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Facebook's ignorance does not make jokes "violence"
Aggressively banning people and smearing them as "dangerous individuals" or deleting harmless non-violent jokes is a betrayal of Facebook's users.
A few months ago, Elon Musk restored the account of the Babylon Bee (a Christian satire site) and declared "comedy is now legal on Twitter." Facebook should adopt that same policy, as well as employing moderators who are not completely ignorant of American culture.
It started with a harmless meme: A woman demonstrating using a sword while riding a bicycle. She looks like Miss Gulch from The Wizard of Oz, so when a friend shared the picture I pointed out the resemblance and commented "I'll decapitate you, my pretty, and your little dog too!" Facebook immediately took my comment down and put my account in "warning" status for threatening violence. The notion that my comment - a play on one of the most famous movie quotes of all time with one word changed - was "threatening violence" is not just the result of a snowflake who was hurt in the feels. It is an outright lie. No reasonable person would consider that a threat of violence against anyone.
The comment was clearly flagged by an algorithm, with no human being reviewing it. This is obvious by the fact that the comment was instantly removed as soon as I posted it, and the fact that my appeal was also immediately rejected within five minutes. No human being could have possibly have had time to review the comment before making this utterly ridiculous decision.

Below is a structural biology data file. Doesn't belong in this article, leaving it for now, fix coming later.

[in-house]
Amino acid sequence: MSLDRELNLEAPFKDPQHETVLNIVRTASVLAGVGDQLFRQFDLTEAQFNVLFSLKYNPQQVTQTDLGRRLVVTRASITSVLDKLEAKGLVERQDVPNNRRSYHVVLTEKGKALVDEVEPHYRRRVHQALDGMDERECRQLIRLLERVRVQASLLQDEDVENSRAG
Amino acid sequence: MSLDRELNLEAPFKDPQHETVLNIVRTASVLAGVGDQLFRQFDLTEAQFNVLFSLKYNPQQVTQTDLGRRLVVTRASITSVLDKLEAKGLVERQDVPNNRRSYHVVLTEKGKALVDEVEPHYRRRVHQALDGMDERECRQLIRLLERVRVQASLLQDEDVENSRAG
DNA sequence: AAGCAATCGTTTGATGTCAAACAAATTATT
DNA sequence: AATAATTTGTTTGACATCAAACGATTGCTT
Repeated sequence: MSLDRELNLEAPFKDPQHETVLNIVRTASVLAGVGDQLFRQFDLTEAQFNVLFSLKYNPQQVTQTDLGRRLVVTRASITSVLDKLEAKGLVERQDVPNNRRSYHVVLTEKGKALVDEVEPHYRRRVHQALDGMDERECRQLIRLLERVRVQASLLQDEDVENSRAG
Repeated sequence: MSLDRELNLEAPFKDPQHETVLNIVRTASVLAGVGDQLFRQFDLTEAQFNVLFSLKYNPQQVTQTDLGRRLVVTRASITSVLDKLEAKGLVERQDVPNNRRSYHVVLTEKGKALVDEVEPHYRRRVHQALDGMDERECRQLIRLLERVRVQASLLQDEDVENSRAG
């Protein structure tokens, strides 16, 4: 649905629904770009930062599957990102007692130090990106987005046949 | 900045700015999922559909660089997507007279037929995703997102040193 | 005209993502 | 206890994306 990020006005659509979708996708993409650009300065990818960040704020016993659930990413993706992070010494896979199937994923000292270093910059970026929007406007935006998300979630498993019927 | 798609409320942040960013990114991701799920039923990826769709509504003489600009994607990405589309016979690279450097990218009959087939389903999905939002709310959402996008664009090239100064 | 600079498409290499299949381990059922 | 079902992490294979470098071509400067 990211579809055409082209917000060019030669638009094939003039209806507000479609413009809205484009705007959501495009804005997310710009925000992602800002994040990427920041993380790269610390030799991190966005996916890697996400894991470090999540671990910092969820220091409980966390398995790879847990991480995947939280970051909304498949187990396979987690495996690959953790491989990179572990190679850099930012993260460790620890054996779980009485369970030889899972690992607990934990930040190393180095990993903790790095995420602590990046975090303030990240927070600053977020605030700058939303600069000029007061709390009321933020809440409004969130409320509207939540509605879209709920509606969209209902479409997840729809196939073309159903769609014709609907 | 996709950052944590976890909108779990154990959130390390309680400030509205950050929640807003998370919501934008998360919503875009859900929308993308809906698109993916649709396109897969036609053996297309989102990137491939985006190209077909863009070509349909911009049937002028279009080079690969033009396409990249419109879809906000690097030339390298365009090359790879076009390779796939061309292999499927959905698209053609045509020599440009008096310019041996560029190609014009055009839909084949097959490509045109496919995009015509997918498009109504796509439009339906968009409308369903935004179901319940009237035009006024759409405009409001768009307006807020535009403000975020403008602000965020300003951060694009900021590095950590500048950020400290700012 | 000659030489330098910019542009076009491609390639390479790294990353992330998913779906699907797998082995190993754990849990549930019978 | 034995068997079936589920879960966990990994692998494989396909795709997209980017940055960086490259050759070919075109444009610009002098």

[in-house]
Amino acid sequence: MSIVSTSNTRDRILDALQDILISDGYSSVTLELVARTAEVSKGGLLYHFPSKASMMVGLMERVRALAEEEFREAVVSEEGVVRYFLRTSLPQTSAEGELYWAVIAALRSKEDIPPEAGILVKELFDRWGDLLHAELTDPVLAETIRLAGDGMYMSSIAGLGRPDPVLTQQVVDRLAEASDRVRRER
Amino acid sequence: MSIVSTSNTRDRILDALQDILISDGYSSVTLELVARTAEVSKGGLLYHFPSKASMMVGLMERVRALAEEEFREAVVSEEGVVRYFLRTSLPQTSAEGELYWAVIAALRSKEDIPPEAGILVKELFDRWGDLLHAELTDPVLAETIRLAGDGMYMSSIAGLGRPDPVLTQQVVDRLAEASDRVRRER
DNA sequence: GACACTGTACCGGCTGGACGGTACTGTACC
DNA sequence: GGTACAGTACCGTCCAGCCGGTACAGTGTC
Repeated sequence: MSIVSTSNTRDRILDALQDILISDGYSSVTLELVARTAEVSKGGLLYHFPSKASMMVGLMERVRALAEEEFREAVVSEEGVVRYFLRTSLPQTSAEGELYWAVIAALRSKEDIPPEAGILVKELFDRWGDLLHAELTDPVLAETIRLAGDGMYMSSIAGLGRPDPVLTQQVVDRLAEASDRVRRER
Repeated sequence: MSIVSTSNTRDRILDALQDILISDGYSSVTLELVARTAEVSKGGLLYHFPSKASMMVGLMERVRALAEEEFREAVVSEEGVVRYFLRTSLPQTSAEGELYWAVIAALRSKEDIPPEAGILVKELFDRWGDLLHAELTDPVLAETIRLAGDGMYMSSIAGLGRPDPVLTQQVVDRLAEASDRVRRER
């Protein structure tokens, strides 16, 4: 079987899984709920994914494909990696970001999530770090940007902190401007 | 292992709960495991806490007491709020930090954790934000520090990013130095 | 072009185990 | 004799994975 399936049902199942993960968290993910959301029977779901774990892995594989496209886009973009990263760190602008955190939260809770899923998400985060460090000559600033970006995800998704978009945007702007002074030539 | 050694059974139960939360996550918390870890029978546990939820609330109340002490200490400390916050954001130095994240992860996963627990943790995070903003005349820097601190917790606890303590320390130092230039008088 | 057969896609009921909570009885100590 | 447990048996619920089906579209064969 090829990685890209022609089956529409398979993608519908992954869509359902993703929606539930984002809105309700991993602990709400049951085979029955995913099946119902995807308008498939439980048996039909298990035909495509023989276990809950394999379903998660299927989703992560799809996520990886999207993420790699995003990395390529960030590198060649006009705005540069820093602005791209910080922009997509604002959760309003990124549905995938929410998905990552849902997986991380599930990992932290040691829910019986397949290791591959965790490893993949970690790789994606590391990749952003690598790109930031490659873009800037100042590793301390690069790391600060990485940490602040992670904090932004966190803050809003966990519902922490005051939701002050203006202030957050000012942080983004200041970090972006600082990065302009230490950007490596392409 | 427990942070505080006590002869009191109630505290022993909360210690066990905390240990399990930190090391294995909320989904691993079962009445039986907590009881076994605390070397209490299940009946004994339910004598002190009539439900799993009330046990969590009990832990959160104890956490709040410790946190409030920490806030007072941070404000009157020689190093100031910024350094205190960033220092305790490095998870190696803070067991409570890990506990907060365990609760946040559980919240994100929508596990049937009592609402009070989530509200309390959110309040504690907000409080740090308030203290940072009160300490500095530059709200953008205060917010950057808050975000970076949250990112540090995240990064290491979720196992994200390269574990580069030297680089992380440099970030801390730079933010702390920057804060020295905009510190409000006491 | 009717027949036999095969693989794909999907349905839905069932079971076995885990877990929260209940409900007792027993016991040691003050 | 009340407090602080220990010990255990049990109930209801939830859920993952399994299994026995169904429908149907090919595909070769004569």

A few years ago, Facebook's CEO pretended to support free speech in a high-profile speech. Let me be very clear: Mark Zuckerberg is a liar. The fact that a harmless movie reference is forbidden, and that Facebook then lies about it, proves the claim that Facebook allows "free speech" to be laughably false.
This actually does have serious implications. Facebook is, by far, the largest social network in the world. While Twitter has many clones, virtually no one has seriously tried to challenge Facebook. When Google tried to challenge Facebook with the launch of Google Plus in 2011, the project failed miserably and Google Plus was shut down in 2019. This is despite the fact that there was an enormous pre-installed user base of people with Google accounts. Facebook has been under enormous pressure to censor speech since Democrats blamed the site for the election of Donald Trump in 2016. The ridiculous deletion of my comment and placement of my account in "warning" status shows a culture of censorship is very strong within Facebook.
This is far from the worst moderation decision Facebook has made. Paul Joseph Watson was banned by Facebook and Instagram as a "dangerous individual" - the same designation Facebook gives to al Qaeda terrorists. You may not like Watson, but putting him in the "dangerous individuals" category is defamatory. It is one thing to ban Watson, but it is another thing entirely to smear him as a violent extremist. Facebook's definition of "dangerous" appears to be anyone who hurts their feelings, but as Rush Limbaugh used to say, words mean things.
Facebook is a private company and can do what they want, but Facebook has never presented itself as a "safe space" like Mastodon does. Aggressively banning people and smearing them as "dangerous individuals" or deleting harmless non-violent jokes is a betrayal of Facebook's users. These actions prove that Facebook's claim it supports "free speech" is little more than lies and hypocrisy. If Facebook was serious, they would lighten up on bans and censorship. They should also hire moderators from within the United States, who are not ignorant of American culture and would understand references to movies that have been extremely popular for nearly one hundred years.
When I am inevitably banned from Facebook, you can follow me on Gab.
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